Mitigating Risk with High-Performance Structural Wood Panels

Next-generation building materials are durable, easy to install, and offer integrated moisture control
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Sponsored by Huber Engineered Woods LLC

Learning Objectives:

  1. Delineate the primary risks inherent in the design and construction of floor, wall, and roof systems in light frame wood single-family and low-rise multifamily construction.
  2. Evaluate the pros and cons of existing construction solutions to mitigate these risks and enhance the health and welfare of building occupants.
  3. Discuss potential failures associated with traditional floor, wall, and roof systems.
  4. Define a best practice approach to mitigate risk during the product specification and selection process for the purpose of building safe and sustainable dwellings.

Credits:

1 AIA LU/HSW
This test is no longer available for credit

Things have changed in the housing industry. Traditionally, the American dream meant 2.3 children per household, suburban living, and driving to work. Then came the economic downturn from 2005 to 2010. With the loss of jobs and a soaring number of foreclosures, the homebuilding industry collapsed and the landscape changed for homeownership. Many traditional homeowners quickly became renters out of economic necessity.1 This growing number of renters created a shift in demand from single family to multifamily dwellings.

Traditional single-family dwellings created risk for one family, one builder. One family assumed the risk for the entire property with a traditional mortgage. One builder was responsible for failures in design and construction. The shift to multifamily construction has magnified these risks exponentially. Today the risks involve hundreds of millions of dollars and affect thousands of lives, and are shouldered almost exclusively by the developers and their designers and builders. These risks are exacerbated by the state of the construction industry.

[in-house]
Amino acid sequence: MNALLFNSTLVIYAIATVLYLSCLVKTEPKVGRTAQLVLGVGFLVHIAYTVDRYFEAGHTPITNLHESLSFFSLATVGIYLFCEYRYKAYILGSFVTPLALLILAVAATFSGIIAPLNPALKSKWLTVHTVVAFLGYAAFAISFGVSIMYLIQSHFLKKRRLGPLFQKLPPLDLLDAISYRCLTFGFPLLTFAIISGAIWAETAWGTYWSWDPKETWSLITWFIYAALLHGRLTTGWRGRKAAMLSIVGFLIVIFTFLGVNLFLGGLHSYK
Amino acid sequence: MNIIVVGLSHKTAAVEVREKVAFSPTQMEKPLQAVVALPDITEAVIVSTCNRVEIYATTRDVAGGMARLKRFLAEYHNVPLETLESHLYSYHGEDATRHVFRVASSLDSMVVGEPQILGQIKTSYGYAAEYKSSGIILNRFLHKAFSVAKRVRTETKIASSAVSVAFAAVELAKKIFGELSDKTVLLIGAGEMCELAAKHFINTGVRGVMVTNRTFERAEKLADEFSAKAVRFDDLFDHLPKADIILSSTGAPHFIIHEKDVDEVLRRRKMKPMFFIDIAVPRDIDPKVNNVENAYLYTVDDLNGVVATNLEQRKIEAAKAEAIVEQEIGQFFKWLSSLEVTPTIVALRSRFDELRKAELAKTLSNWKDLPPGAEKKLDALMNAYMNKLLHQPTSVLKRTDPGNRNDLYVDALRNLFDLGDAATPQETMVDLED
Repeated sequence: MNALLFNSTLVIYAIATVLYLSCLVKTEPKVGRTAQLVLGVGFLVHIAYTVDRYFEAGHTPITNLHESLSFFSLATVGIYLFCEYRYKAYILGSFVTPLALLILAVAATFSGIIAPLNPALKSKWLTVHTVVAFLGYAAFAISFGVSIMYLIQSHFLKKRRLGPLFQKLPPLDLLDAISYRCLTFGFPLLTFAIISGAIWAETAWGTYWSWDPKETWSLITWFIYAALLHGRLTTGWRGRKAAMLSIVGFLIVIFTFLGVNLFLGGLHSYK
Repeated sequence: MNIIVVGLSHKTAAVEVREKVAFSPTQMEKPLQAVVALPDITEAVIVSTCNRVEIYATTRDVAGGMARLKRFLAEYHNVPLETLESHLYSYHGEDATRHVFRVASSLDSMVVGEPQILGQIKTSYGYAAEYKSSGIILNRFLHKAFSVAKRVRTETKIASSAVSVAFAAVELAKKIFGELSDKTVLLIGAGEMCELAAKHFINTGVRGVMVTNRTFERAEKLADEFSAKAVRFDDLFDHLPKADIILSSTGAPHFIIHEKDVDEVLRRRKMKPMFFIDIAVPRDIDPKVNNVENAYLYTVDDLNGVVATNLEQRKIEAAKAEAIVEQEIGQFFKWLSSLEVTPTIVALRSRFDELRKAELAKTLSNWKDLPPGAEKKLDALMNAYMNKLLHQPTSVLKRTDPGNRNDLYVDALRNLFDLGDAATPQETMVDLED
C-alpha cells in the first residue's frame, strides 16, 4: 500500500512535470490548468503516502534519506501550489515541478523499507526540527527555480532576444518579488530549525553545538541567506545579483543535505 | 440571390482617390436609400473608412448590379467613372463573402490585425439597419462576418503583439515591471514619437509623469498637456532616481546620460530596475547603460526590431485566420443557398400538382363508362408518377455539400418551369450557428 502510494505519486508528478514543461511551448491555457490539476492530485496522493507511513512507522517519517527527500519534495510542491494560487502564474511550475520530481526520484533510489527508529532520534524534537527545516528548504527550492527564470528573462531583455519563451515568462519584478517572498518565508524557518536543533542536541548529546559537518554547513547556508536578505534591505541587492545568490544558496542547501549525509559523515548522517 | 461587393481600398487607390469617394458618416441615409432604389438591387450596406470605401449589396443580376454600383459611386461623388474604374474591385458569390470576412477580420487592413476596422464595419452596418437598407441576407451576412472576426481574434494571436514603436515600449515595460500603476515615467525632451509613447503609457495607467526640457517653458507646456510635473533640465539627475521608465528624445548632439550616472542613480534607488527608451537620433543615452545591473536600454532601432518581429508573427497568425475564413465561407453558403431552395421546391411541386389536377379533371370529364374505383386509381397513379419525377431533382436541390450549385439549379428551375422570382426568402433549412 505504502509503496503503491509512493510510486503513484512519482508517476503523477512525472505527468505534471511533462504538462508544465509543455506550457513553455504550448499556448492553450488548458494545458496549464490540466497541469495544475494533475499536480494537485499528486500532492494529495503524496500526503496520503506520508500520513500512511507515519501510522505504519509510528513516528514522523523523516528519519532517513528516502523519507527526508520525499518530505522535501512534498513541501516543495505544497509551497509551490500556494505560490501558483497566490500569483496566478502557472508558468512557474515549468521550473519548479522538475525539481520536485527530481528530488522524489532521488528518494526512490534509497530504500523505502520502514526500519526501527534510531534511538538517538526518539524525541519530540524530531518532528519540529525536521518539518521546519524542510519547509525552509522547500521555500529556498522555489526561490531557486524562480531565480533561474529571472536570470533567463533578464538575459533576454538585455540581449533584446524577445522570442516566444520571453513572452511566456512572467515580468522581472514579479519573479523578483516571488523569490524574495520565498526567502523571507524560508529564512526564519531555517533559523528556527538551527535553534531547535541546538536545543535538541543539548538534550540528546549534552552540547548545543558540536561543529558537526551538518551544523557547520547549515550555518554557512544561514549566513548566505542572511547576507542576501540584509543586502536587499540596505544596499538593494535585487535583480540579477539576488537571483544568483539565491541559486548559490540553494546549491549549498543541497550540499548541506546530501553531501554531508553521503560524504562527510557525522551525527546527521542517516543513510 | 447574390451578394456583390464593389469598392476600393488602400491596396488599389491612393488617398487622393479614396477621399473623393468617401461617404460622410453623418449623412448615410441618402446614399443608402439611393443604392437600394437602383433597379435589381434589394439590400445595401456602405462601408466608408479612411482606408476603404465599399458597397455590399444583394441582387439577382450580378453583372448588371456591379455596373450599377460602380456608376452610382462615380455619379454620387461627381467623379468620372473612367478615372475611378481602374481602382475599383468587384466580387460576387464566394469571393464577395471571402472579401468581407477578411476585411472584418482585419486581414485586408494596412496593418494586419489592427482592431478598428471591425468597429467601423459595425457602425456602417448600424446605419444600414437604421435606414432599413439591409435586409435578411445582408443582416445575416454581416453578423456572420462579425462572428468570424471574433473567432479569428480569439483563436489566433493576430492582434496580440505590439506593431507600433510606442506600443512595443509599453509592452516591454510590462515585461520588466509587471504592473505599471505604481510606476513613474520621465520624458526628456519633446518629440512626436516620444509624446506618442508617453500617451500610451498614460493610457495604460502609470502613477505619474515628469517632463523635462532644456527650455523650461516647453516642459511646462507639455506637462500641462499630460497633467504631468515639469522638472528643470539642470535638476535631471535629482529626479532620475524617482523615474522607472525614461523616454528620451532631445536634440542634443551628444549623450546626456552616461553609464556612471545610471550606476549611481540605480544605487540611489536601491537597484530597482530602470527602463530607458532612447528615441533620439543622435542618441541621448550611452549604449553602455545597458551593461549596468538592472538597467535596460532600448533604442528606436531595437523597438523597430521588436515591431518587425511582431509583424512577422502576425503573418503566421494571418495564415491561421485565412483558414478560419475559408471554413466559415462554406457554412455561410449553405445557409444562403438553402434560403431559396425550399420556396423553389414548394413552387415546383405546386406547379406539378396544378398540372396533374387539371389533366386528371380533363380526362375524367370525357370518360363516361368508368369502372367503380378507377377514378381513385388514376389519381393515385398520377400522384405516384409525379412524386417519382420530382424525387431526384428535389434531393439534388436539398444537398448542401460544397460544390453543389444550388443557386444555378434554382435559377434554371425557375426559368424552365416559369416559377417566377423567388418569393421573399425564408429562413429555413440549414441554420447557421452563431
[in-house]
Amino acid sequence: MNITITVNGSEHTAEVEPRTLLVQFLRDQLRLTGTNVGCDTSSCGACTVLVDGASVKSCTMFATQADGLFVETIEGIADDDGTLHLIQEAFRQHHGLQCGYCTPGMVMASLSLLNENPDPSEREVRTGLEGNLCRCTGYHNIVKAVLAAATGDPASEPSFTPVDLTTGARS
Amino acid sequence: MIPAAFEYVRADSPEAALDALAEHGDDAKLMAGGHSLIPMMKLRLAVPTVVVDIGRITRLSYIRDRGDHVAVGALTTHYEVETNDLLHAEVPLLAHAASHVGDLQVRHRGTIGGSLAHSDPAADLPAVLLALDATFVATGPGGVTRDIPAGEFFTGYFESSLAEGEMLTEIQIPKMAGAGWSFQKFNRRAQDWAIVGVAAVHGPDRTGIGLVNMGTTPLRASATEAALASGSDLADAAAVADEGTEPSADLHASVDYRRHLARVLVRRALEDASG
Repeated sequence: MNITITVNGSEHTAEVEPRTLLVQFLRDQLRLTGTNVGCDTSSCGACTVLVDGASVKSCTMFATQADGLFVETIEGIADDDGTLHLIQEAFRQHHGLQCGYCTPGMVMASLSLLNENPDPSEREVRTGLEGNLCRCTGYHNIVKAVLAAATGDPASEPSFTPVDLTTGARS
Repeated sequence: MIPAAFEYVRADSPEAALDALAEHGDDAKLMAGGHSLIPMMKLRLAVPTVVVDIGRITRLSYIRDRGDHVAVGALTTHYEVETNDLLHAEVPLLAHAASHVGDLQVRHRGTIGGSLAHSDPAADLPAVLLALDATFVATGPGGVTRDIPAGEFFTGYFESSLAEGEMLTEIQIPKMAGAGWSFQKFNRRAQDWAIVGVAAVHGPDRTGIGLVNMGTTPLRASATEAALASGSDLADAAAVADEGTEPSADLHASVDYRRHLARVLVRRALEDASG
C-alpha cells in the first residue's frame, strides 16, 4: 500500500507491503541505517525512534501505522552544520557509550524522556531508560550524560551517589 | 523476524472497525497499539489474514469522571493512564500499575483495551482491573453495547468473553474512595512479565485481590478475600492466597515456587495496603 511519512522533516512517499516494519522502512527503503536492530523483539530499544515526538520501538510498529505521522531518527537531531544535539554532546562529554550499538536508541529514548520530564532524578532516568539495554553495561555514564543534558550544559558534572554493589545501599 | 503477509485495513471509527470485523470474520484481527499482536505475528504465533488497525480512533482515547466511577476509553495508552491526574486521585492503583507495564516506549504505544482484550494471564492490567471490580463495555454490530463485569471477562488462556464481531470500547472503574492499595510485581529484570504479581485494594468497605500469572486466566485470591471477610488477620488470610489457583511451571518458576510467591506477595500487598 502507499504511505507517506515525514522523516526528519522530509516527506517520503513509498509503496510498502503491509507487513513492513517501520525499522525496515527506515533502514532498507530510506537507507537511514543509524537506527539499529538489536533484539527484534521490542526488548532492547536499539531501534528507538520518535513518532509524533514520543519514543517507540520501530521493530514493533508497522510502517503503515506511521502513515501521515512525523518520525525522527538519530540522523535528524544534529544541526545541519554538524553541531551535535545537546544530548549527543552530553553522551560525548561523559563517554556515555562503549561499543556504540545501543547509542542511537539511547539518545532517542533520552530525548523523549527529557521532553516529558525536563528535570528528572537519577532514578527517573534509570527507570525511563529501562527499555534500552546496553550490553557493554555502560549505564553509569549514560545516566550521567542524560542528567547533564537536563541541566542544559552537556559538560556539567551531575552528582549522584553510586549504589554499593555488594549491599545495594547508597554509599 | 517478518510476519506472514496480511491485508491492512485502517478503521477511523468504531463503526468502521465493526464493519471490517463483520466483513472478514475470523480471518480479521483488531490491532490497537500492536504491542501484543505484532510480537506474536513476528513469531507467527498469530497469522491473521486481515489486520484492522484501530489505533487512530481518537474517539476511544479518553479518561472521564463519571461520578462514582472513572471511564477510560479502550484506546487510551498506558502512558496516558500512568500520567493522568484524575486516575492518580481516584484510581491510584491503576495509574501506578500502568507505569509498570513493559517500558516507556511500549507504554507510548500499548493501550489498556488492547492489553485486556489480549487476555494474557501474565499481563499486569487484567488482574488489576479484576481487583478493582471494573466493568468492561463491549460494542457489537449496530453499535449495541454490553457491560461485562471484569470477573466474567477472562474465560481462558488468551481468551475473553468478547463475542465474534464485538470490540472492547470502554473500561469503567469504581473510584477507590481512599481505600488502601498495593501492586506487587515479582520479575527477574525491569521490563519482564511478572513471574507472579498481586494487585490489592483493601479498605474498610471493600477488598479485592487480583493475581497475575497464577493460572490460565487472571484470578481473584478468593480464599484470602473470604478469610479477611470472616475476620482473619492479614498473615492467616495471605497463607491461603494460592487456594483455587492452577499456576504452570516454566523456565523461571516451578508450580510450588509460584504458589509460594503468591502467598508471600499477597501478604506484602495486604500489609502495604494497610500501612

The Great Recession and subsequent downturn in the construction industry led to a shortage of skilled labor. The Associated General Contractors of America estimates that a majority of the 2 million construction workers who lost their jobs during the recession have either retired or found work in other industries.1 Yet today's less experienced workforce is still required to build very sophisticated building envelopes with increasingly complex core structural elements. In addition, cost-conscious developers are influencing contractors to focus on speed and quantity of work finished, to the detriment of quality and attention to detail, making for a higher probability of installation failure.

This article will discuss three primary risks inherent in building a light wood frame structure that meets the demands of today's buyer, both in small-scale single-family homes and large-scale multifamily dwellings. Risk mitigation will be explored from the standpoint of the three main elements of the building envelope—floors, walls, and roofs. Various solutions will be comparatively assessed, incompatibilities between systems addressed, and a best practice approach that utilizes high-performance panels proposed.

Large, thin, porcelain tile offers an appealing and durable finished surface such as this space in The Eli and Edythe Broad Stage Santa Monica, CA.

Photo © 2012 Huber Engineered Woods LLC. Photo used with permission of Huber Engineered Woods LLC.

Exterior sheathing panels with an integrated weather-resistant barrier and taped seams minimize risk by eliminating installation steps, streamlining the weatherization process.

 

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Originally published in Architectural Record

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